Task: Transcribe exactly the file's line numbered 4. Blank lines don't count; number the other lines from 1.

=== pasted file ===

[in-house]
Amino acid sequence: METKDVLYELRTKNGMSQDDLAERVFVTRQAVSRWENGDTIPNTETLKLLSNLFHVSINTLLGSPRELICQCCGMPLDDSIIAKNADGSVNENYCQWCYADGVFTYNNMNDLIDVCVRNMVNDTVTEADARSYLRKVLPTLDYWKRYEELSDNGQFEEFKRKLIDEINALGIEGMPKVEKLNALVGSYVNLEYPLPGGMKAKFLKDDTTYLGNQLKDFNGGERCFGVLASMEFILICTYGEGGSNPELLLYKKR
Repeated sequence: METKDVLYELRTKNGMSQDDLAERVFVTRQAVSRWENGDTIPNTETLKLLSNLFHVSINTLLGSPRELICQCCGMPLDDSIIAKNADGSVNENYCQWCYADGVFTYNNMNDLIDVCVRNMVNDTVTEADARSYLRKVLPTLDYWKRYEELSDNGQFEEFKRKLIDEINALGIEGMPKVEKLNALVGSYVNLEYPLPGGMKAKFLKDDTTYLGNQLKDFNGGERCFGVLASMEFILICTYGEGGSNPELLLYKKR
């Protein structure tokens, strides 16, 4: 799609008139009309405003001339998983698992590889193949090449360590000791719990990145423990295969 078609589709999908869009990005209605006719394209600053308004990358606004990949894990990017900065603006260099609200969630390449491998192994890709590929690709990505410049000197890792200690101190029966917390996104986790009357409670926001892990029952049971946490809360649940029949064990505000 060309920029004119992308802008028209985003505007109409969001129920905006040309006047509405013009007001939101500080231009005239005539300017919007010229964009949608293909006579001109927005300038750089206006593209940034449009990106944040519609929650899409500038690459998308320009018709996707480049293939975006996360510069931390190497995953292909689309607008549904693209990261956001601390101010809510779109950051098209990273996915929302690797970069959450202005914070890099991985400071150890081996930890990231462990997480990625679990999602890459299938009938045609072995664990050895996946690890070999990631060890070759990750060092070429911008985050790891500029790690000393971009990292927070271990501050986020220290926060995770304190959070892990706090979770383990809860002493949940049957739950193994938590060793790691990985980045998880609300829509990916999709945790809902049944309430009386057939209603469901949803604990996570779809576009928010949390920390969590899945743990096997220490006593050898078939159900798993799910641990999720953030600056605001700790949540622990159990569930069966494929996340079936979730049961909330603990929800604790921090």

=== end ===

């Protein structure tokens, strides 16, 4: 799609008139009309405003001339998983698992590889193949090449360590000791719990990145423990295969 078609589709999908869009990005209605006719394209600053308004990358606004990949894990990017900065603006260099609200969630390449491998192994890709590929690709990505410049000197890792200690101190029966917390996104986790009357409670926001892990029952049971946490809360649940029949064990505000 060309920029004119992308802008028209985003505007109409969001129920905006040309006047509405013009007001939101500080231009005239005539300017919007010229964009949608293909006579001109927005300038750089206006593209940034449009990106944040519609929650899409500038690459998308320009018709996707480049293939975006996360510069931390190497995953292909689309607008549904693209990261956001601390101010809510779109950051098209990273996915929302690797970069959450202005914070890099991985400071150890081996930890990231462990997480990625679990999602890459299938009938045609072995664990050895996946690890070999990631060890070759990750060092070429911008985050790891500029790690000393971009990292927070271990501050986020220290926060995770304190959070892990706090979770383990809860002493949940049957739950193994938590060793790691990985980045998880609300829509990916999709945790809902049944309430009386057939209603469901949803604990996570779809576009928010949390920390969590899945743990096997220490006593050898078939159900798993799910641990999720953030600056605001700790949540622990159990569930069966494929996340079936979730049961909330603990929800604790921090």